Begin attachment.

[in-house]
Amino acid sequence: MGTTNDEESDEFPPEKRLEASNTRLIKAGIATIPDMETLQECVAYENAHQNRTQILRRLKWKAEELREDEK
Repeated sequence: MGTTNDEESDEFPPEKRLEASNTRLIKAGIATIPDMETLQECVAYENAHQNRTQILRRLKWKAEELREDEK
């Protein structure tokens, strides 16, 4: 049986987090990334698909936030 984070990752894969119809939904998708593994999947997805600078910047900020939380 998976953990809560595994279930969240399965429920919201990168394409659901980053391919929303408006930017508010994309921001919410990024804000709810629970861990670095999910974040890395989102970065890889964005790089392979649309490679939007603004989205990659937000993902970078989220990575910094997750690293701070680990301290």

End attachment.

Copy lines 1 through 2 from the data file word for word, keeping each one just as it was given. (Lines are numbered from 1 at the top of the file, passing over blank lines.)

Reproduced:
[in-house]
Amino acid sequence: MGTTNDEESDEFPPEKRLEASNTRLIKAGIATIPDMETLQECVAYENAHQNRTQILRRLKWKAEELREDEK